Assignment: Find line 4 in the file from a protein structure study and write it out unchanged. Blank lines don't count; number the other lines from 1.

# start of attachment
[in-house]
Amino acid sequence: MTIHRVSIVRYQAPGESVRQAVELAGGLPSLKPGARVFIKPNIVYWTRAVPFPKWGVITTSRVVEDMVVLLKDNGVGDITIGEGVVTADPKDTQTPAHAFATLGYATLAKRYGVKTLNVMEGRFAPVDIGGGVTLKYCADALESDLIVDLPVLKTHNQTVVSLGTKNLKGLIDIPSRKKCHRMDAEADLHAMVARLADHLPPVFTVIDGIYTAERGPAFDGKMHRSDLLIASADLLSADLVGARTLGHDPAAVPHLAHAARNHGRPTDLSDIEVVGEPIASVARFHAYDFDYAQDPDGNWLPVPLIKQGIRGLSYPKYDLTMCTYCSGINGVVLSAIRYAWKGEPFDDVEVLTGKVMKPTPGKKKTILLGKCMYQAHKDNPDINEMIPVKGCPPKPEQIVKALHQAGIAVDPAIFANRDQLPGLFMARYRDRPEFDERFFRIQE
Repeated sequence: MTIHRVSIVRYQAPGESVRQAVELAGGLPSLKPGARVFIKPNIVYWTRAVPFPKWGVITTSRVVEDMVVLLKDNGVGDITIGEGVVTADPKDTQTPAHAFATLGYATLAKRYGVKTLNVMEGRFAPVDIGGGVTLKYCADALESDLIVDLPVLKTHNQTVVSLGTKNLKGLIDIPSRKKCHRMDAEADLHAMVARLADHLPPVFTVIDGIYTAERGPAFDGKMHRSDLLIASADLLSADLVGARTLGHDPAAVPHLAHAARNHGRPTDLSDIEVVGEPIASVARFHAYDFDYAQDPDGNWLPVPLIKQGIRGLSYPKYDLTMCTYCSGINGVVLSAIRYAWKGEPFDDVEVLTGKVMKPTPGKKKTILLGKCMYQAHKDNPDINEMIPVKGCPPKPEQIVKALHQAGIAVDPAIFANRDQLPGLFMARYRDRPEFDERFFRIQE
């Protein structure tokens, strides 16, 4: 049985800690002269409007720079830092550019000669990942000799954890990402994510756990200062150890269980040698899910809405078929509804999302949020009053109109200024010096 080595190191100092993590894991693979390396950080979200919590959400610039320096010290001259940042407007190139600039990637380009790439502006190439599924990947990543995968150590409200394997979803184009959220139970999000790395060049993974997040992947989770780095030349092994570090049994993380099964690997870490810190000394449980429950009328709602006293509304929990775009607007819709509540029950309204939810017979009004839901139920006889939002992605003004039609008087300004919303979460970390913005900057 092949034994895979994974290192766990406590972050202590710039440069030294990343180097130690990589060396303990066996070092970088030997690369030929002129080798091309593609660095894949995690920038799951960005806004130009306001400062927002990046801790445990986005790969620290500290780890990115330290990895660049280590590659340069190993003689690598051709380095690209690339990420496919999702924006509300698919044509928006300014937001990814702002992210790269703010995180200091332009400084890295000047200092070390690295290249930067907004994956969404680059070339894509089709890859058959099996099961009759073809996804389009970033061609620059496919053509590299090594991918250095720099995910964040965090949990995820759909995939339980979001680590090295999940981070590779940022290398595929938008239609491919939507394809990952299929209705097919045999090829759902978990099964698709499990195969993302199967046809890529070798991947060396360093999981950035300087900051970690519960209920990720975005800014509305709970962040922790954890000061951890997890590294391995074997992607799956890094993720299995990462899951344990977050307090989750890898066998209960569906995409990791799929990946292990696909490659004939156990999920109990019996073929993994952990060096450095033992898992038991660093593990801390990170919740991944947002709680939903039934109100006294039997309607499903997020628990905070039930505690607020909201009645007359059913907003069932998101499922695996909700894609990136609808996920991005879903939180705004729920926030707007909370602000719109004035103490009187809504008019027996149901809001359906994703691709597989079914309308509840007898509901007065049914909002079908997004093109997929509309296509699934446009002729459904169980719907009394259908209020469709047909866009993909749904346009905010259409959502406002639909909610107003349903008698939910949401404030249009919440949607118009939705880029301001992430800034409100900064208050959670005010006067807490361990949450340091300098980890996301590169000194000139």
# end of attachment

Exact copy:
């Protein structure tokens, strides 16, 4: 049985800690002269409007720079830092550019000669990942000799954890990402994510756990200062150890269980040698899910809405078929509804999302949020009053109109200024010096 080595190191100092993590894991693979390396950080979200919590959400610039320096010290001259940042407007190139600039990637380009790439502006190439599924990947990543995968150590409200394997979803184009959220139970999000790395060049993974997040992947989770780095030349092994570090049994993380099964690997870490810190000394449980429950009328709602006293509304929990775009607007819709509540029950309204939810017979009004839901139920006889939002992605003004039609008087300004919303979460970390913005900057 092949034994895979994974290192766990406590972050202590710039440069030294990343180097130690990589060396303990066996070092970088030997690369030929002129080798091309593609660095894949995690920038799951960005806004130009306001400062927002990046801790445990986005790969620290500290780890990115330290990895660049280590590659340069190993003689690598051709380095690209690339990420496919999702924006509300698919044509928006300014937001990814702002992210790269703010995180200091332009400084890295000047200092070390690295290249930067907004994956969404680059070339894509089709890859058959099996099961009759073809996804389009970033061609620059496919053509590299090594991918250095720099995910964040965090949990995820759909995939339980979001680590090295999940981070590779940022290398595929938008239609491919939507394809990952299929209705097919045999090829759902978990099964698709499990195969993302199967046809890529070798991947060396360093999981950035300087900051970690519960209920990720975005800014509305709970962040922790954890000061951890997890590294391995074997992607799956890094993720299995990462899951344990977050307090989750890898066998209960569906995409990791799929990946292990696909490659004939156990999920109990019996073929993994952990060096450095033992898992038991660093593990801390990170919740991944947002709680939903039934109100006294039997309607499903997020628990905070039930505690607020909201009645007359059913907003069932998101499922695996909700894609990136609808996920991005879903939180705004729920926030707007909370602000719109004035103490009187809504008019027996149901809001359906994703691709597989079914309308509840007898509901007065049914909002079908997004093109997929509309296509699934446009002729459904169980719907009394259908209020469709047909866009993909749904346009905010259409959502406002639909909610107003349903008698939910949401404030249009919440949607118009939705880029301001992430800034409100900064208050959670005010006067807490361990949450340091300098980890996301590169000194000139």